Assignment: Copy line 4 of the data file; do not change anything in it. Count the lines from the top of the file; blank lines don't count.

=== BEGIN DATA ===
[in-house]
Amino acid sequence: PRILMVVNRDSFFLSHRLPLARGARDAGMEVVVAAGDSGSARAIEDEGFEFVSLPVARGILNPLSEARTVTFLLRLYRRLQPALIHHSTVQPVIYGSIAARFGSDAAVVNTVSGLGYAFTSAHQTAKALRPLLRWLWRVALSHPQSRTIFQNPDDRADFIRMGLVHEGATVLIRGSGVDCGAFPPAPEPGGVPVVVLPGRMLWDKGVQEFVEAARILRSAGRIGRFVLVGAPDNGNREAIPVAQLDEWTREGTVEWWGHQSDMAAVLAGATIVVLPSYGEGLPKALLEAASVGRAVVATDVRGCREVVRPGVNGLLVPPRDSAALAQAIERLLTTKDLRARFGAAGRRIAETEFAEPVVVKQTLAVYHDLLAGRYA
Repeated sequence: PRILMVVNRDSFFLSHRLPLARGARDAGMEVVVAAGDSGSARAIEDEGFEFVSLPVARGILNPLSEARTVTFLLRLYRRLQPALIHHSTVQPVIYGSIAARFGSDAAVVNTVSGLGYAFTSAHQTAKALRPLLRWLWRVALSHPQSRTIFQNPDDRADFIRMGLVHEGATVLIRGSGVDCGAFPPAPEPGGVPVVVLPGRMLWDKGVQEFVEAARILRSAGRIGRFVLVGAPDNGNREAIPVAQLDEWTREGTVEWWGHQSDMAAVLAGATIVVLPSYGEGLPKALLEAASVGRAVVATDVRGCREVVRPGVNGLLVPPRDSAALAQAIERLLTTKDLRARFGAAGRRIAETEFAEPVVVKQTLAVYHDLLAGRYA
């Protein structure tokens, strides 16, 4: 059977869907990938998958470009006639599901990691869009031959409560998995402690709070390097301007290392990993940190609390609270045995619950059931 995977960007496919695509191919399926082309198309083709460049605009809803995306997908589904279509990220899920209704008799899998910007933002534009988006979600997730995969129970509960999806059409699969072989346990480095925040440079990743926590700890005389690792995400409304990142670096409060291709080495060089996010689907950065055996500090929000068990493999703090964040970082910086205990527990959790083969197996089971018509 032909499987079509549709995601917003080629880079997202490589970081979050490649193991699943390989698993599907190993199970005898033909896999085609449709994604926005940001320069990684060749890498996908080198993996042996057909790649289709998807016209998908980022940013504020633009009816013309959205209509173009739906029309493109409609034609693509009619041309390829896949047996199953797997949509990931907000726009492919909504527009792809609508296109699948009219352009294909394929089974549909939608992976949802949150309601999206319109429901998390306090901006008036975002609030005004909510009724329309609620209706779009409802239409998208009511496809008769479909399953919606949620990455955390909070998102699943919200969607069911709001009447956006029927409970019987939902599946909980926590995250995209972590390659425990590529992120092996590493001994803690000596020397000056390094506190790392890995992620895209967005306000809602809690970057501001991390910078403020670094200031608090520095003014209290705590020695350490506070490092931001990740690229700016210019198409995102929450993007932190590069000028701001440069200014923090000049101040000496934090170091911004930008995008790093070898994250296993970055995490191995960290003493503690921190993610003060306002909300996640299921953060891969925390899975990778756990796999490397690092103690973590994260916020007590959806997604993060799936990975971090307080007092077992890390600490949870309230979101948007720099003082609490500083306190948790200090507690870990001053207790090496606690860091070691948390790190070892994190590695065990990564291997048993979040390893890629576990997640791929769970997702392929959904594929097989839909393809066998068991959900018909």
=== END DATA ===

């Protein structure tokens, strides 16, 4: 059977869907990938998958470009006639599901990691869009031959409560998995402690709070390097301007290392990993940190609390609270045995619950059931 995977960007496919695509191919399926082309198309083709460049605009809803995306997908589904279509990220899920209704008799899998910007933002534009988006979600997730995969129970509960999806059409699969072989346990480095925040440079990743926590700890005389690792995400409304990142670096409060291709080495060089996010689907950065055996500090929000068990493999703090964040970082910086205990527990959790083969197996089971018509 032909499987079509549709995601917003080629880079997202490589970081979050490649193991699943390989698993599907190993199970005898033909896999085609449709994604926005940001320069990684060749890498996908080198993996042996057909790649289709998807016209998908980022940013504020633009009816013309959205209509173009739906029309493109409609034609693509009619041309390829896949047996199953797997949509990931907000726009492919909504527009792809609508296109699948009219352009294909394929089974549909939608992976949802949150309601999206319109429901998390306090901006008036975002609030005004909510009724329309609620209706779009409802239409998208009511496809008769479909399953919606949620990455955390909070998102699943919200969607069911709001009447956006029927409970019987939902599946909980926590995250995209972590390659425990590529992120092996590493001994803690000596020397000056390094506190790392890995992620895209967005306000809602809690970057501001991390910078403020670094200031608090520095003014209290705590020695350490506070490092931001990740690229700016210019198409995102929450993007932190590069000028701001440069200014923090000049101040000496934090170091911004930008995008790093070898994250296993970055995490191995960290003493503690921190993610003060306002909300996640299921953060891969925390899975990778756990796999490397690092103690973590994260916020007590959806997604993060799936990975971090307080007092077992890390600490949870309230979101948007720099003082609490500083306190948790200090507690870990001053207790090496606690860091070691948390790190070892994190590695065990990564291997048993979040390893890629576990997640791929769970997702392929959904594929097989839909393809066998068991959900018909």